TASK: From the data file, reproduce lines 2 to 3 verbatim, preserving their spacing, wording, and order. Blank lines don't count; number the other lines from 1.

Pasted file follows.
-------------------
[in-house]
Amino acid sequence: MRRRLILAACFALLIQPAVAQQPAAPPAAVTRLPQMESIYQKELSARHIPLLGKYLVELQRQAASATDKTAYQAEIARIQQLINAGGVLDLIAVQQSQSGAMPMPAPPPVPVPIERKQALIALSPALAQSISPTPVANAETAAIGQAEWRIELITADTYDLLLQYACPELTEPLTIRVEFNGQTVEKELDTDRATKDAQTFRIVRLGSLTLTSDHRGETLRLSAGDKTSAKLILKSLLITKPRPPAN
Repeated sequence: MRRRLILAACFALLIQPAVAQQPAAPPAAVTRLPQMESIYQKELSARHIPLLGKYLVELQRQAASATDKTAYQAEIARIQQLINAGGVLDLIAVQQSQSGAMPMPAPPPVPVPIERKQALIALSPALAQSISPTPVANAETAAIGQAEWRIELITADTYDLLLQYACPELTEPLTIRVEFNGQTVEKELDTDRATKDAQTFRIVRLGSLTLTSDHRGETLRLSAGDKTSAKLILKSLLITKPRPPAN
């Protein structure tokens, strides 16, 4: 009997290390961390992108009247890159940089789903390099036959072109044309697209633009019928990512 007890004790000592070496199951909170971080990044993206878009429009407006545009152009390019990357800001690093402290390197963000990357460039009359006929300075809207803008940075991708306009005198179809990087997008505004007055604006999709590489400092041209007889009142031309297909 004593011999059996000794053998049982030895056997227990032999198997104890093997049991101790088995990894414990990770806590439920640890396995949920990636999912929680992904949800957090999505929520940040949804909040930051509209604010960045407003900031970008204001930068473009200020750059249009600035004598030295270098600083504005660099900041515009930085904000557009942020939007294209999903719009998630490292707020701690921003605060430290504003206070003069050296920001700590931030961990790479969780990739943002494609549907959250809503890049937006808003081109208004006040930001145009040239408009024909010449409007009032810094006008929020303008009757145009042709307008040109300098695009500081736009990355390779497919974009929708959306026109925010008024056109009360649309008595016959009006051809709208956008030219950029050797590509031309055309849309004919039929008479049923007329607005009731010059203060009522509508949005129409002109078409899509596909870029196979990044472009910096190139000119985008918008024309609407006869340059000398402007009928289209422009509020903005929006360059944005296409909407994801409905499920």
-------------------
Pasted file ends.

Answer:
Amino acid sequence: MRRRLILAACFALLIQPAVAQQPAAPPAAVTRLPQMESIYQKELSARHIPLLGKYLVELQRQAASATDKTAYQAEIARIQQLINAGGVLDLIAVQQSQSGAMPMPAPPPVPVPIERKQALIALSPALAQSISPTPVANAETAAIGQAEWRIELITADTYDLLLQYACPELTEPLTIRVEFNGQTVEKELDTDRATKDAQTFRIVRLGSLTLTSDHRGETLRLSAGDKTSAKLILKSLLITKPRPPAN
Repeated sequence: MRRRLILAACFALLIQPAVAQQPAAPPAAVTRLPQMESIYQKELSARHIPLLGKYLVELQRQAASATDKTAYQAEIARIQQLINAGGVLDLIAVQQSQSGAMPMPAPPPVPVPIERKQALIALSPALAQSISPTPVANAETAAIGQAEWRIELITADTYDLLLQYACPELTEPLTIRVEFNGQTVEKELDTDRATKDAQTFRIVRLGSLTLTSDHRGETLRLSAGDKTSAKLILKSLLITKPRPPAN